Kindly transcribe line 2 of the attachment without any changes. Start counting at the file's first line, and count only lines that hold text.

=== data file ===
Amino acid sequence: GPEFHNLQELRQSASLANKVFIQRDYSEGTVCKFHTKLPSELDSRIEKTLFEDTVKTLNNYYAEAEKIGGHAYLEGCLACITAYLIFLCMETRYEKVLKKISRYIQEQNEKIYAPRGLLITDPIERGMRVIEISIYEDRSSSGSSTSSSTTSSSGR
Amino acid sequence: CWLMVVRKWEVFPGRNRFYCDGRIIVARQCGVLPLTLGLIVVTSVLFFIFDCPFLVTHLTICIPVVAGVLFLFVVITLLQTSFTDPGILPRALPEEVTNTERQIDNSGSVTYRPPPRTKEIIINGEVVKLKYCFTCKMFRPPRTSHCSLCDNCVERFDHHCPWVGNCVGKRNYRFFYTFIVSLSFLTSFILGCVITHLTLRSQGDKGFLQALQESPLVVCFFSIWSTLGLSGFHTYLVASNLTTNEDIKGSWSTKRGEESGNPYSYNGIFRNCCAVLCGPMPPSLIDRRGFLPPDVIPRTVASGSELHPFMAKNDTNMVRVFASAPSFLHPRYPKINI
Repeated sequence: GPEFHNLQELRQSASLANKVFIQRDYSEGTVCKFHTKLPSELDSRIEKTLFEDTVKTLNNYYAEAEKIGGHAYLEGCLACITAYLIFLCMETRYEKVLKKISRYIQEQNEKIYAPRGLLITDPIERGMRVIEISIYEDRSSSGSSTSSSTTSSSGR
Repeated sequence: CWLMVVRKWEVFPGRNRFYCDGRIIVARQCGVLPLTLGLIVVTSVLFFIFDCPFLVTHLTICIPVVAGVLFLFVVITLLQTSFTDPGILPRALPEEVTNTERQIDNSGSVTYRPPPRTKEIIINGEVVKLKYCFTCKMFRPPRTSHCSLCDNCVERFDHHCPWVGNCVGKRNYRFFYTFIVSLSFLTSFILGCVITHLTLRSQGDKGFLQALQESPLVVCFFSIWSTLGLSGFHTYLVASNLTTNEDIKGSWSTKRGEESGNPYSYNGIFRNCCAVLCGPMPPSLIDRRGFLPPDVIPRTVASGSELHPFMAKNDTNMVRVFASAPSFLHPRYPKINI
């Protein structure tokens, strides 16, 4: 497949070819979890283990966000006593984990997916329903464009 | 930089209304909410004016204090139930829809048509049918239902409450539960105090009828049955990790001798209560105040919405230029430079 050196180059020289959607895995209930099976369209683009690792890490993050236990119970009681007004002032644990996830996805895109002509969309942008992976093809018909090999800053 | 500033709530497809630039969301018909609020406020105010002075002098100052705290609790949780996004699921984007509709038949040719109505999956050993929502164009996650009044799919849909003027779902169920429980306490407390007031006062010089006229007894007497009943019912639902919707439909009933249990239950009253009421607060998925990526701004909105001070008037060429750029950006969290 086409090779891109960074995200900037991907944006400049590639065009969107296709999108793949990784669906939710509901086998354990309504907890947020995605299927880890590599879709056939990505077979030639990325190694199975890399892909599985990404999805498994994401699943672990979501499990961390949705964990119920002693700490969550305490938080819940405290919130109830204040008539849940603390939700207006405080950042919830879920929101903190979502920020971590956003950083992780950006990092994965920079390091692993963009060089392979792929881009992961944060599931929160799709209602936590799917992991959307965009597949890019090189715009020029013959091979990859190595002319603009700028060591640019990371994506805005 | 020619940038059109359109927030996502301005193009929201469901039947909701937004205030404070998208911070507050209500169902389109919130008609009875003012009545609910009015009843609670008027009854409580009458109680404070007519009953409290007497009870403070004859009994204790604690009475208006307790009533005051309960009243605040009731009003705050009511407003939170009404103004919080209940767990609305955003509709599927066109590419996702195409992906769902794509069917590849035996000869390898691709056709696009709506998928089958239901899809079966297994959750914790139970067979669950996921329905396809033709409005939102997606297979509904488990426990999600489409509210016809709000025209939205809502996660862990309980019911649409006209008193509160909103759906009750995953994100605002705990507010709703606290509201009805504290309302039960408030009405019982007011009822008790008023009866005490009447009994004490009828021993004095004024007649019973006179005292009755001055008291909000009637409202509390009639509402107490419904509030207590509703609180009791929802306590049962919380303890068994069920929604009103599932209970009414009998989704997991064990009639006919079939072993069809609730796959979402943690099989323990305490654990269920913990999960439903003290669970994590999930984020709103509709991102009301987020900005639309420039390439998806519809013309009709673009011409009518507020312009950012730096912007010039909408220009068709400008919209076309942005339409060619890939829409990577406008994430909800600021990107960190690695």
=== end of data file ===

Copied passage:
Amino acid sequence: CWLMVVRKWEVFPGRNRFYCDGRIIVARQCGVLPLTLGLIVVTSVLFFIFDCPFLVTHLTICIPVVAGVLFLFVVITLLQTSFTDPGILPRALPEEVTNTERQIDNSGSVTYRPPPRTKEIIINGEVVKLKYCFTCKMFRPPRTSHCSLCDNCVERFDHHCPWVGNCVGKRNYRFFYTFIVSLSFLTSFILGCVITHLTLRSQGDKGFLQALQESPLVVCFFSIWSTLGLSGFHTYLVASNLTTNEDIKGSWSTKRGEESGNPYSYNGIFRNCCAVLCGPMPPSLIDRRGFLPPDVIPRTVASGSELHPFMAKNDTNMVRVFASAPSFLHPRYPKINI